This re-education will be the subject of a series of upcoming blogs.  My desire is for our customers to understand what good coffee is.  This is important because it doesn’t just affect what we drink, but it affects millions of coffee farm laborers as well.  When coffee is turned into a commodity, our attention is focused on price because we have nothing, other than perhaps roast color, to base our purchase decision on.   The direct effect of this is for customers to buy the cheapest product available, which in turn encourages commercial coffee companies to put pressure on farmers and distributors to produce progressively cheaper coffee.  It’s easy to see how this progression can affect the lives of the laborers of less developed countries who have little in the way of human rights. 

What is a commodity, and how do we keep coffee from becoming a commodity? 

Merriam Webster defines a commodity as a mass produced, unspecialized product.  Almost any product can be made into a commodity, and commodities are very popular in America.  American culture values cheap repetitition with little regards to quality or character.  This why every town has a McDonald’s and a Wal-Mart.   And even though many people would admit to a disdain for both of these places, they continue to thrive.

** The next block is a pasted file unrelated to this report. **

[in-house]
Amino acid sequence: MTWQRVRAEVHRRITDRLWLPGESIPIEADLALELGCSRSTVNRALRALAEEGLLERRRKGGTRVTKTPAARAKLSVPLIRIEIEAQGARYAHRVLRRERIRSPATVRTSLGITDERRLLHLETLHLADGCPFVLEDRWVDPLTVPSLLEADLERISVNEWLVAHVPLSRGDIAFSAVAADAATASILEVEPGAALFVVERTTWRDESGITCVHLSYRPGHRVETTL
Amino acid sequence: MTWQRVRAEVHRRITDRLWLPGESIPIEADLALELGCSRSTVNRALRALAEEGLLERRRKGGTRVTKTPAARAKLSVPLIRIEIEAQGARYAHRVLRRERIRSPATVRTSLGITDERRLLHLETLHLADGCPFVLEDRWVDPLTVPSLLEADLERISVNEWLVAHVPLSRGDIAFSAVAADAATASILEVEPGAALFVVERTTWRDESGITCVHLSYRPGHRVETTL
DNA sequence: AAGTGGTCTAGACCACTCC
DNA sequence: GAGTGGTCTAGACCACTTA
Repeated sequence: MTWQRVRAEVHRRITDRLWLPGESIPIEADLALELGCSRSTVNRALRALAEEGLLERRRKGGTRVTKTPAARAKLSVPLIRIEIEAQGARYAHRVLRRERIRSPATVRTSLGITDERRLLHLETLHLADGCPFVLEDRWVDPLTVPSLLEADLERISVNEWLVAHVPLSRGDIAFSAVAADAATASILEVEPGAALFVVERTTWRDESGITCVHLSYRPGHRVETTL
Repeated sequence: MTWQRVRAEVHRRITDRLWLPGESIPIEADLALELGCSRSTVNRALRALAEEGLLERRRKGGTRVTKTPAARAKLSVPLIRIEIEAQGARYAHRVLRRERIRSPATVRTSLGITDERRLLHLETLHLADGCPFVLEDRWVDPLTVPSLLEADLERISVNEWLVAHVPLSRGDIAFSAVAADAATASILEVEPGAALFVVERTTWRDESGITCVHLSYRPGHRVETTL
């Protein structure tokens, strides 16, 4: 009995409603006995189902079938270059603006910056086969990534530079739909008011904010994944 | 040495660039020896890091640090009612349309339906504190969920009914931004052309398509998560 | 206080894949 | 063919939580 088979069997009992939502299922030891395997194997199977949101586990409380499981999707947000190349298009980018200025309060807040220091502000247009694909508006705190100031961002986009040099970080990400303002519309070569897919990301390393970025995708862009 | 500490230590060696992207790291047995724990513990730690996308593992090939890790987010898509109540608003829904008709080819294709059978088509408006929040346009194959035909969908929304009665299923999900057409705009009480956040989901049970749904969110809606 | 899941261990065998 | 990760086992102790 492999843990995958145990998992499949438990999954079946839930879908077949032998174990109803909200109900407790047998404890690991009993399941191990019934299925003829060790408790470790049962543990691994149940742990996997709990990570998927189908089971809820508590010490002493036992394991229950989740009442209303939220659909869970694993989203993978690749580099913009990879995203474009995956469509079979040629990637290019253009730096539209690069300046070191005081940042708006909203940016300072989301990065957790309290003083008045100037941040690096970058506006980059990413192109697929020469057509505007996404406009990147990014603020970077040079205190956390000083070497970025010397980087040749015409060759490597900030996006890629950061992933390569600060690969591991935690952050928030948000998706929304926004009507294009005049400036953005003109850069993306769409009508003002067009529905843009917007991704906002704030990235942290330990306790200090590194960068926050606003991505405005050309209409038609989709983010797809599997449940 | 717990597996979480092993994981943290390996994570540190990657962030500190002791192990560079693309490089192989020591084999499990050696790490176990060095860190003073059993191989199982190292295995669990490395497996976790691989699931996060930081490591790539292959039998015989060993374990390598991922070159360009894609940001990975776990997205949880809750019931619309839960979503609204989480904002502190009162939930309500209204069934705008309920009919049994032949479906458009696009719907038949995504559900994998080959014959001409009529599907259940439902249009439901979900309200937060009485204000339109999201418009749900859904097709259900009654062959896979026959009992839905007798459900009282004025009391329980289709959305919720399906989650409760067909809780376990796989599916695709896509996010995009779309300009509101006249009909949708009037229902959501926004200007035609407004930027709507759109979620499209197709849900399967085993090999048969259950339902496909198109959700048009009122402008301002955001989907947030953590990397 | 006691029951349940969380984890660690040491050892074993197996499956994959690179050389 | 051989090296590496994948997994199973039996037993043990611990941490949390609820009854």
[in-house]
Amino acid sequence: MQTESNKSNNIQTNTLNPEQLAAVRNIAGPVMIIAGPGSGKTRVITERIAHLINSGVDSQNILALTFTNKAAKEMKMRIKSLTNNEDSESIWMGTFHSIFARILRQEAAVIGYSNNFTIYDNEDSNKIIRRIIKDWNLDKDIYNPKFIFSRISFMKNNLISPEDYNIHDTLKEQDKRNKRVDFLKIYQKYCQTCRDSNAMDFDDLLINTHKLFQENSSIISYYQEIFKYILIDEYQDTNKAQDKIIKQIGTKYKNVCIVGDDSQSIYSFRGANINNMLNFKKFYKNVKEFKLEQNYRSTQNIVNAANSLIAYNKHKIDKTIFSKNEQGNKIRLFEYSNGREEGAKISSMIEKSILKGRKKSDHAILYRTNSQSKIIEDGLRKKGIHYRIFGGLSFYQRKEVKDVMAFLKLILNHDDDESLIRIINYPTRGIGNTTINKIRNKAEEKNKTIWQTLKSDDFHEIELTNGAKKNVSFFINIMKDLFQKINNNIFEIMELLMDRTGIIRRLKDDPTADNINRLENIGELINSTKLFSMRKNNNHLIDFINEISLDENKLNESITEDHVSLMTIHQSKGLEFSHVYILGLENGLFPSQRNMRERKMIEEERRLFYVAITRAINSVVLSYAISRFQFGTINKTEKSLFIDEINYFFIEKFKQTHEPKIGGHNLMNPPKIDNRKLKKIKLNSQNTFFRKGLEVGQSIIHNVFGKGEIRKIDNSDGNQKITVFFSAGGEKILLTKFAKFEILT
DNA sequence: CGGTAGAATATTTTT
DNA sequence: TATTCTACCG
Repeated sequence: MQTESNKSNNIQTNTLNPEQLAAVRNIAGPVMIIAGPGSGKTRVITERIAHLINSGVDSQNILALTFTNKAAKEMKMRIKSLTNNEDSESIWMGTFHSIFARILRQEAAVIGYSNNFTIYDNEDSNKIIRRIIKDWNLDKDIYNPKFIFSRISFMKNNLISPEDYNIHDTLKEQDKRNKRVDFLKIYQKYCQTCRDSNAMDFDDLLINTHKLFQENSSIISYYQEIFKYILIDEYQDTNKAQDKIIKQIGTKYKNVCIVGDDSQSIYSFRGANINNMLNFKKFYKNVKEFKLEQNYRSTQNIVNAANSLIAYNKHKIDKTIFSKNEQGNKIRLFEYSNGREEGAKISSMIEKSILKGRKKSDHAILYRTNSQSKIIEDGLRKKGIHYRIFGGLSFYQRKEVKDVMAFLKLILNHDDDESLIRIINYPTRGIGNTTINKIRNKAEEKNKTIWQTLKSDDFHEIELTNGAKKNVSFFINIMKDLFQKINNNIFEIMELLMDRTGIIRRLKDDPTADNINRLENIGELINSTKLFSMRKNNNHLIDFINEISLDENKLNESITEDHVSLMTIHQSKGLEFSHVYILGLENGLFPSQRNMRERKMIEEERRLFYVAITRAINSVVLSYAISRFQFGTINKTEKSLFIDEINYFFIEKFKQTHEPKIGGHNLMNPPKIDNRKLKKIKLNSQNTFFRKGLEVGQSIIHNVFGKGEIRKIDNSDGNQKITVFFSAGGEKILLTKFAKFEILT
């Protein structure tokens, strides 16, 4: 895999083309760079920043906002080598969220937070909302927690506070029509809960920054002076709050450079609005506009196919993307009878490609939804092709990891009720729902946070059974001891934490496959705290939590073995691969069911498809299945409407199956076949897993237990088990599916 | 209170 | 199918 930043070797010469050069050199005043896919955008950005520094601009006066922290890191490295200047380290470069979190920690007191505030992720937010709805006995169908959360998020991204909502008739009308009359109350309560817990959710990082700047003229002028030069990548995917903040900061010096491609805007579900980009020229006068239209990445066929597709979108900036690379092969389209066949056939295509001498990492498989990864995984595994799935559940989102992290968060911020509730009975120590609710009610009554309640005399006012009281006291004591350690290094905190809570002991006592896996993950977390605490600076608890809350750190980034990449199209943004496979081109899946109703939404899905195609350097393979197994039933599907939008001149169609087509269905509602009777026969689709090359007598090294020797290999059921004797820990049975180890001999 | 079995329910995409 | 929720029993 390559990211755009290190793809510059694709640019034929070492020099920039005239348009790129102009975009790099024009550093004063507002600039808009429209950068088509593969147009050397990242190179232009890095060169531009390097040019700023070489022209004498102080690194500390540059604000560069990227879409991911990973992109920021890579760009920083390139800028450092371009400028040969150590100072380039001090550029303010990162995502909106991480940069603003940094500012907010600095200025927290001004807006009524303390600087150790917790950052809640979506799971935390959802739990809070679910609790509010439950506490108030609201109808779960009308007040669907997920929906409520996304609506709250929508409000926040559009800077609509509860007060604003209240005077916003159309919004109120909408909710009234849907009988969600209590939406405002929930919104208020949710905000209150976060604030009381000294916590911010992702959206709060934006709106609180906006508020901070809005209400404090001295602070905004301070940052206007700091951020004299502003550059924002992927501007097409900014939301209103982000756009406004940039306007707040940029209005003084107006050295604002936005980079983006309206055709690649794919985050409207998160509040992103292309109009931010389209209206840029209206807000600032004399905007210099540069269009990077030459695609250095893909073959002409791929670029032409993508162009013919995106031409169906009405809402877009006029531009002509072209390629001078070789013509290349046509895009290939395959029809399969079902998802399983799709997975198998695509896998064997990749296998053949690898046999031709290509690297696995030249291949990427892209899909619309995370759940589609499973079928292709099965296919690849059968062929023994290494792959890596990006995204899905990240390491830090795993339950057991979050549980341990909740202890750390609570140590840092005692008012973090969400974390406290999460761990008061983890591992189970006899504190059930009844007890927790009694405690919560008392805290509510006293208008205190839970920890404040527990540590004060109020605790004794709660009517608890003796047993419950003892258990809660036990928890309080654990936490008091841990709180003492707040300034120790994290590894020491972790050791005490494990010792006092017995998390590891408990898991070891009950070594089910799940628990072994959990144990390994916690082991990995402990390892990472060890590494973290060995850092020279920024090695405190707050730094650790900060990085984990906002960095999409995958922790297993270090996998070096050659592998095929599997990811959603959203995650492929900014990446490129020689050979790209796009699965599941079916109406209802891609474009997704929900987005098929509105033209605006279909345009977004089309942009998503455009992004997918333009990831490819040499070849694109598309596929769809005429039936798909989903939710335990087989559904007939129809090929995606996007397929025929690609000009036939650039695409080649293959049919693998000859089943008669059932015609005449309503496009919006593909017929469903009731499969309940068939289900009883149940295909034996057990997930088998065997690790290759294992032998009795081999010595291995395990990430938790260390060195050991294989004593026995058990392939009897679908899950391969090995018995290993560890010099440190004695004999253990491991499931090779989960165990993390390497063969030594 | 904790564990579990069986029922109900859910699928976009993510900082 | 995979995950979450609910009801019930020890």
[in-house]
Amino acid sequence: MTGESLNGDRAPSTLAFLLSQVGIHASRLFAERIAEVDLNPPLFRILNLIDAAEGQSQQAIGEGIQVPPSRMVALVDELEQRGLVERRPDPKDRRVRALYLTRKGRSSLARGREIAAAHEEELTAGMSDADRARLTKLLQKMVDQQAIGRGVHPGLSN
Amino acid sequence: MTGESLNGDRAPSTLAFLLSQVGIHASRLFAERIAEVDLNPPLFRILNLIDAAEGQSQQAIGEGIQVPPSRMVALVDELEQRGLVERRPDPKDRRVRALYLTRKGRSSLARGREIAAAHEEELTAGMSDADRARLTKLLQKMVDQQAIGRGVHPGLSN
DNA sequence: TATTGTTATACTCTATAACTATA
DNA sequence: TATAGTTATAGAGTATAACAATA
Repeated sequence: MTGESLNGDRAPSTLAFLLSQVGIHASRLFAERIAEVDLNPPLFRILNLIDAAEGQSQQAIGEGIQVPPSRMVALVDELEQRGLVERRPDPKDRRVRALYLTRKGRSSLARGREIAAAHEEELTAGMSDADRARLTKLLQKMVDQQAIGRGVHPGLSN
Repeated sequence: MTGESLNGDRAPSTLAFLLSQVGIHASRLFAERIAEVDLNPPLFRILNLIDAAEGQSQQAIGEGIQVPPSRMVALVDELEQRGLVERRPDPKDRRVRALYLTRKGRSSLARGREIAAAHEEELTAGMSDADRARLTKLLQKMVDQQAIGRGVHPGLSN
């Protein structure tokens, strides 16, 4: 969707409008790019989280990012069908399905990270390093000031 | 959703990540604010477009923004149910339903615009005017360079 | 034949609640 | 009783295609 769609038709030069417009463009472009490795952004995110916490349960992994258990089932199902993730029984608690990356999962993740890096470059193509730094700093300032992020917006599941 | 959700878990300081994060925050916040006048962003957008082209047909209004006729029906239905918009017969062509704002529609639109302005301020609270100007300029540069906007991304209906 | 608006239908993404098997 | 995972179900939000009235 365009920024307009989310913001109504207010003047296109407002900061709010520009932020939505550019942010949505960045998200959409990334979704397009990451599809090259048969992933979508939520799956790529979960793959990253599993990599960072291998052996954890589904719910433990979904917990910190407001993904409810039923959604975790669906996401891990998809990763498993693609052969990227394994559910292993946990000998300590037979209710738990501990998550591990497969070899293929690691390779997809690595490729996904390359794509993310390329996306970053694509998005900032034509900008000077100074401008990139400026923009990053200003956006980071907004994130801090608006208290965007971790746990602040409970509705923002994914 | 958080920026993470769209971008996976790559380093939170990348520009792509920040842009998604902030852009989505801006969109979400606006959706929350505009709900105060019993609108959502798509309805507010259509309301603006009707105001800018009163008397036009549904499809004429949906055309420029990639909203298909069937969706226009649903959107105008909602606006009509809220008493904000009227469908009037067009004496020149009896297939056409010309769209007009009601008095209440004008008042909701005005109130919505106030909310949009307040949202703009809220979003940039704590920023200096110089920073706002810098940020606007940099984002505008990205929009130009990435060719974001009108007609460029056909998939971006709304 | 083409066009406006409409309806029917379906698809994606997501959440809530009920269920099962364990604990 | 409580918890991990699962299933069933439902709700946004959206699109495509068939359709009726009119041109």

The best way to ‘un-commoditize’ a product is to expose the product’s identity.  If we think about coffee the way we think about wine we can begin to see this.  If it’s good wine, you don’t simply know the color and the country; you know the grape, the vineyard and the year it was harvested as well.  Coffee has an identity.  It has a region, a variety and a farm with laborers. 

As people begin to know the identity of coffees and experience the different tastes of these coffees, they may then begin to purchase specific coffees that suit their tastes or a certain ocassion.  The effect of this is that distributors will look for better coffees and, in return, pay farms for the quality of the bean rather than the quantity of the bean.  Good farms, like those we visited in Panama, then pay higher wages, because their quality is dependent on the effectiveness of the laborers. 

We desire to give our customers as much transparency as possible to know what they are purchasing.  I want us to be able understand and see the identity of coffees.    This begins my effort to expose coffee’s indentity and to help re-educate us on the product of coffee.